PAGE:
The possibility of resurrection is enthusiastically affirmed in the Treatise on the Resurrection: ...Do not think the resurrection is an illusion. It is no illusion, but it is truth! Indeed, it is more fitting to say that the world is an illusion rather than the resurrection.... Yet, the nature of the post-resurrection appearances differs from the biblical accounts. Jesus is disclosed through spiritual visions rather than physical circumstances. The resurrected Jesus for the Gnostics is the spiritual Revealer who imparts secret wisdom to the selected few. The tone and content of Luke's account of Jesus' resurrection appearances is a great distance from Gnostic accounts: ...After his suffering, he showed himself to these men and gave many convincing proofs that he was alive. He appeared to them over a period of forty days and spoke about the kingdom of God... (Acts 1:3).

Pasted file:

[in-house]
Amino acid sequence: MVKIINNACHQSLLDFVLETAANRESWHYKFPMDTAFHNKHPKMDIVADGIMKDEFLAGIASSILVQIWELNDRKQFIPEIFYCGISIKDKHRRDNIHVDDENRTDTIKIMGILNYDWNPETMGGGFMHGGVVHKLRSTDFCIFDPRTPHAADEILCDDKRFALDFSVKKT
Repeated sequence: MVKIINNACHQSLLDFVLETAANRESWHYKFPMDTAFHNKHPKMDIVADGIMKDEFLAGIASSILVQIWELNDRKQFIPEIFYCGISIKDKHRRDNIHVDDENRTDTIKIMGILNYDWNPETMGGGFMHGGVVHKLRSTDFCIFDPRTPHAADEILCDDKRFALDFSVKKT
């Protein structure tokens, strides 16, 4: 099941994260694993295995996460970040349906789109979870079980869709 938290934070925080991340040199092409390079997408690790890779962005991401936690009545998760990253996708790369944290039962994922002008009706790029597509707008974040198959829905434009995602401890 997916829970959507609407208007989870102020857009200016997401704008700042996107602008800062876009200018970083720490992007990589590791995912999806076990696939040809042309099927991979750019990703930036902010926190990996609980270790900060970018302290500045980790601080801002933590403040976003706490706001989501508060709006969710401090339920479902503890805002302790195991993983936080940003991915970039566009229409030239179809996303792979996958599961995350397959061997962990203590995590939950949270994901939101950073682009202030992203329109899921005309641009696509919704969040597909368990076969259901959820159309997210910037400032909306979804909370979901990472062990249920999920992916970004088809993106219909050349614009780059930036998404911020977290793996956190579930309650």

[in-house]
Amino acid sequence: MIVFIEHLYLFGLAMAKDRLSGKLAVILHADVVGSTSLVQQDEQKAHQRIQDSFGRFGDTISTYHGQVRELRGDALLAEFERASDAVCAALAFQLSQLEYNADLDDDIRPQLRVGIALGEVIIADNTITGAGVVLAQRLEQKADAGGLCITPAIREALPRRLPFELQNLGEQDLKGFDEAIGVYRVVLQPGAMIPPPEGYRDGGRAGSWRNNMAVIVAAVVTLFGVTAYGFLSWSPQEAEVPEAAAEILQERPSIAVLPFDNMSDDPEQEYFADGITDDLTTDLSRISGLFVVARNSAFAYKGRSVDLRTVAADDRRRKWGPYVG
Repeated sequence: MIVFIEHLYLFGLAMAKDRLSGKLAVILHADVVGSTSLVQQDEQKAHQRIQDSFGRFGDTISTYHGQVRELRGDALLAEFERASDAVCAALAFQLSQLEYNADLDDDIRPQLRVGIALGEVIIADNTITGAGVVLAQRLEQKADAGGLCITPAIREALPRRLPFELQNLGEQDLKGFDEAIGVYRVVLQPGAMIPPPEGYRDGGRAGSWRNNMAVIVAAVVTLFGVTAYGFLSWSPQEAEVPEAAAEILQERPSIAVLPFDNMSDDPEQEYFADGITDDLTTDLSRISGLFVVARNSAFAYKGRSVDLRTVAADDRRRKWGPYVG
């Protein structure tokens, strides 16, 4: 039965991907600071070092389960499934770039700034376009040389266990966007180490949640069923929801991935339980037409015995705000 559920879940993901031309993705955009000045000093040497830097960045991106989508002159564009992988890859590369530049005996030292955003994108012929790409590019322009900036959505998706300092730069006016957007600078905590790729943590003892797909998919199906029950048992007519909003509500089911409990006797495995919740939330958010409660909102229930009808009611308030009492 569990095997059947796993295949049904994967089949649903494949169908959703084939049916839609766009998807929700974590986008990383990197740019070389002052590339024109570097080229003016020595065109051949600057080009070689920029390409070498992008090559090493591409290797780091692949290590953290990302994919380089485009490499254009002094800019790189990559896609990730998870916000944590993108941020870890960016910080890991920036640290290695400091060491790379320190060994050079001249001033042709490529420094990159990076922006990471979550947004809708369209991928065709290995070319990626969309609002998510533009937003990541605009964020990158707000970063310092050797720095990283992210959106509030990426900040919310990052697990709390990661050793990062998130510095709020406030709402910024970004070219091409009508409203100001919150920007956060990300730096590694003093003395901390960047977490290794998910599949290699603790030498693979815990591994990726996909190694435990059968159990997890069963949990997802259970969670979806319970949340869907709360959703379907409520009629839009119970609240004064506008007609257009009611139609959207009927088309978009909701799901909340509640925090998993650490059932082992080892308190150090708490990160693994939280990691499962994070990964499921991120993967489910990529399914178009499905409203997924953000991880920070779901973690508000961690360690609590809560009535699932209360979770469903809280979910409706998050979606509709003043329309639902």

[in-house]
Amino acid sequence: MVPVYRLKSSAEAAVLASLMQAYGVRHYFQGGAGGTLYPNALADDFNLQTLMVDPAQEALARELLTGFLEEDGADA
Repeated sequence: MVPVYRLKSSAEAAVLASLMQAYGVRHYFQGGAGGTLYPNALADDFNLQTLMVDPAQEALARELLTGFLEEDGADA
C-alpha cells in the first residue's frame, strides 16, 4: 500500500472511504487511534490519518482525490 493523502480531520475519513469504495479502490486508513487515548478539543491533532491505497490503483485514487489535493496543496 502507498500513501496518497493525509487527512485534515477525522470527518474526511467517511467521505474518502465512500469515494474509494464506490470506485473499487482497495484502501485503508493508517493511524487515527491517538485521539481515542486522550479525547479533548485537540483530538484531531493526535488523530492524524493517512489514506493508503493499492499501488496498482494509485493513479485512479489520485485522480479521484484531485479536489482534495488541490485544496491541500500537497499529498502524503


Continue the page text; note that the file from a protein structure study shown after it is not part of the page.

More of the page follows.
As in many modern New Age teachings, the Gnostics tended to divide Jesus from the Christ. For Valentinus, Christ descended on Jesus at his baptism and left before his death on the cross. Much of the burden of the treatise Against Heresies, written by the early Orthodox Christian theologian Irenaeus, was to affirm that Jesus was, is, and always will be, the Christ. He says: ...The Gospel...knew no other son of man but Him who was of Mary, who also suffered; and no Christ who flew away from Jesus before the passion; but Him who was born it knew as Jesus Christ the Son of God, and that this same suffered and rose again.... Irenaeus goes on to quote John's affirmation that ...Jesus is the Christ... (John 20:31) against the notion that Jesus and Christ were ...formed of two different substances,... as the Gnostics taught. In dealing with the idea that Christ did not suffer on the cross for sin, Irenaeus argues that Christ never would have exhorted His disciples to take up the cross if He in fact was not to suffer on it Himself, but fly away from it.